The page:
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The 5 most common contract fails and how to avoid them

This is a guest post from Goodlawyer, a trusted partner of True North Accounting. Goodlawyer’s North Star is to get more people the legal help they need. Goodlawyer empowers clients and lawyers to work together in a way that’s better for everyone. By leveraging technology, they improve the experience for both clients and lawyers — all while respecting their unique relationship and protecting their data.

I often see business owners bury their heads in the sand when it comes to contracts. Granted, legal is not typically the sexy part of owning a business. But that’s not a good reason to ignore it.

To help you get started, here are five common contract mistakes that I see business owners make and how to avoid doing the same in your business.

Get it in writing. 

For real, get it in writing. Without a written contract, it can be very difficult to determine what was actually agreed upon in the first place.  A written contract makes it clear to the customer what they are purchasing and clear to the business owner what will be provided. It sets the relationship out on the right foot and can be referred to at a later date if there is a question as to what was agreed upon.

The contract is not negotiated. 

Just because you receive an agreement from another business owner, that does not mean that it is set in stone. Exactly the opposite, actually. Think of the first draft as just that… a draft. I often see contracts go back and forth 4 or 5 times  before they are finalized. If the agreement is not clear and/or does not say what it should, do not sign it. 

It never hurts to ask about changing specific provisions in a contract. Often, the other party will make the changes or at least find a way to make it palatable for both sides.

Say what? 

I have seen business owners who don’t even know what specific sections of their contracts mean. I admit that to the untrained eye, legal agreements can be difficult to understand. But that does not mean they should be overlooked. If something in a contract does not make sense or is not clear, revise it or find a lawyer who can help (see mistake number 5, below). Never sign a contract that you don’t understand.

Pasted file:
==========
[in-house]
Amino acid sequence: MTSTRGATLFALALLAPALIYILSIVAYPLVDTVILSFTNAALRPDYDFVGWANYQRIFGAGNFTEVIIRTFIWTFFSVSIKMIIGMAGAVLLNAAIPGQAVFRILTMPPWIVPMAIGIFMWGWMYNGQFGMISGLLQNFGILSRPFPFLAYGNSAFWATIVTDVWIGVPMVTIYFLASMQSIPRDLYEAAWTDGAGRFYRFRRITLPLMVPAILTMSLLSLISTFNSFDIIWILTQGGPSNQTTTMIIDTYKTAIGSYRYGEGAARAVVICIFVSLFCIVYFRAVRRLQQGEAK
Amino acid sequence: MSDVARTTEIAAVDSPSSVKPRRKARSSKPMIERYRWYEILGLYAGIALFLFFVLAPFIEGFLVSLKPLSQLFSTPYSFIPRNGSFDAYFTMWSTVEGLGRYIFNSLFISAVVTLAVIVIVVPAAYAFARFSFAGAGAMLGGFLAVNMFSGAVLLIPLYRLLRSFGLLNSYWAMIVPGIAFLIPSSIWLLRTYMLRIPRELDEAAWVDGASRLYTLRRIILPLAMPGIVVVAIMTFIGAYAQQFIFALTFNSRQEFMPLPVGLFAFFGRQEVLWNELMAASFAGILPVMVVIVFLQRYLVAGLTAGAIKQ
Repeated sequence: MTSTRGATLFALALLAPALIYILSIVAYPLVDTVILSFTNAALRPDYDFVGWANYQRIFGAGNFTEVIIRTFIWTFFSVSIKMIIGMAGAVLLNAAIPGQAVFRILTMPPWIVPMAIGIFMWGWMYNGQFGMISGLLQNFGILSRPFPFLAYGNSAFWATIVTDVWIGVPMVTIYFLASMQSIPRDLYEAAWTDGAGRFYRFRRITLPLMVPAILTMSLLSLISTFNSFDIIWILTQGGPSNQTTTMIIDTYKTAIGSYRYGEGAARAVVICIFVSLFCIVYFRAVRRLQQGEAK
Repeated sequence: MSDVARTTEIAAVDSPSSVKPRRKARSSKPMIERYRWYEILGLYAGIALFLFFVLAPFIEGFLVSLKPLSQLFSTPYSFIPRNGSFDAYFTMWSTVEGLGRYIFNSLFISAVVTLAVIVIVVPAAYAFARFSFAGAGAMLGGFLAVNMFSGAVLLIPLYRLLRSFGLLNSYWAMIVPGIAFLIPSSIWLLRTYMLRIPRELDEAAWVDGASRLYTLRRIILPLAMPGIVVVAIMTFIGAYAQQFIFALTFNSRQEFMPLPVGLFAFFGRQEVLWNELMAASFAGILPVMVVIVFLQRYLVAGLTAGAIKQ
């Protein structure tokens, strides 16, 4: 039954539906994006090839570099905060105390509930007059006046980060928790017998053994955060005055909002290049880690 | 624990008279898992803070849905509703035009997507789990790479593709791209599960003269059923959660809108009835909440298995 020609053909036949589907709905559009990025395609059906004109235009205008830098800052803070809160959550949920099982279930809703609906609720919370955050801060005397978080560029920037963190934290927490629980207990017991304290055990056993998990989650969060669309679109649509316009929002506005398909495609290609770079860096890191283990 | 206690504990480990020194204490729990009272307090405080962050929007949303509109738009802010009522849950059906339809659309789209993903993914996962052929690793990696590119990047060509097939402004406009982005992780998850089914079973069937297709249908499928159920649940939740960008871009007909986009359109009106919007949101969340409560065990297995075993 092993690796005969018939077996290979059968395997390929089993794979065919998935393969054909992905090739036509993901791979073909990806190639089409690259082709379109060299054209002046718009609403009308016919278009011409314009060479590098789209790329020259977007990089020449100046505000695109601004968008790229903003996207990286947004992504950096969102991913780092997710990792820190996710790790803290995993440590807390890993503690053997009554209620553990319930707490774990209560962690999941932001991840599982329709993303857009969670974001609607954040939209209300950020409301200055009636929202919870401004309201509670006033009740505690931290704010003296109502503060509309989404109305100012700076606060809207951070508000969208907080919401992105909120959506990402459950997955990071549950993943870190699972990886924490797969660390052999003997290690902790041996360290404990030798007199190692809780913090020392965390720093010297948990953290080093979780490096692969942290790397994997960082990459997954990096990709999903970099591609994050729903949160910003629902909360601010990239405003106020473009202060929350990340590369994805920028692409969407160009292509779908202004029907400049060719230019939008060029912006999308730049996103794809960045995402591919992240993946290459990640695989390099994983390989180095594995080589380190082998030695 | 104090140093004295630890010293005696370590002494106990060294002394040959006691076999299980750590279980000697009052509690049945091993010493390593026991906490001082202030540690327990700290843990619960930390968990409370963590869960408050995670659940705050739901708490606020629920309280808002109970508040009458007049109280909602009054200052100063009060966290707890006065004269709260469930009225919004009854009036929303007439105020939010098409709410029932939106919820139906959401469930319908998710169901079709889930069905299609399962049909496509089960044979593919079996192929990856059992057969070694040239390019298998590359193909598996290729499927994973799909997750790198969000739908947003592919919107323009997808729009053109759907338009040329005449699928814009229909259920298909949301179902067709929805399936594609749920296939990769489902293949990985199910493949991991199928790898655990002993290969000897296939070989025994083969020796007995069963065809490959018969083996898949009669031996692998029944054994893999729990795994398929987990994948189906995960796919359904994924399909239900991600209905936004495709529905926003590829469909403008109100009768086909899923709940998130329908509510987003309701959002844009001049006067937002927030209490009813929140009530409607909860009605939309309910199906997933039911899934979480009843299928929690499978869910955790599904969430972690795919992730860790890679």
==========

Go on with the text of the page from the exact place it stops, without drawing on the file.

The Google Contract. 

I get it. It’s easy to Google “graphic designer contract” to find a template contract. But that doesn’t mean it’s a good idea. When you use a contract that you find online, there are so many unknowns in the contract. 

Does the business owner understand what the agreement actually says? Was it written by a lawyer? Is it meant for a certain industry? Was it the final version of the agreement or was it a prior draft? What jurisdiction was it written for? There are too many risks (and questions left unanswered) when you use a template that is found online. So many in fact, that we have another blog post entirely dedicated to the topic.

The Lone Ranger. 

Often owners think a lawyer will be too expensive. So they go it alone and fumble their way through a legal contract. Keep in mind though that the time it will take to draft and edit a contract from scratch will take much longer than it will take a lawyer. Lawyers do this type of work all of the time. It is likely a better use of a business owner’s time to delegate this task to a professional. Then the business owner can focus on revenue generating activity and get back to what they do best. 

Having a lawyer draft a contract provides the client with peace of mind knowing that it has been drafted by a highly trained professional who has covered off all of the “what ifs”.

Read more about Small Business Basics topics that may be helpful to you and your small business. 

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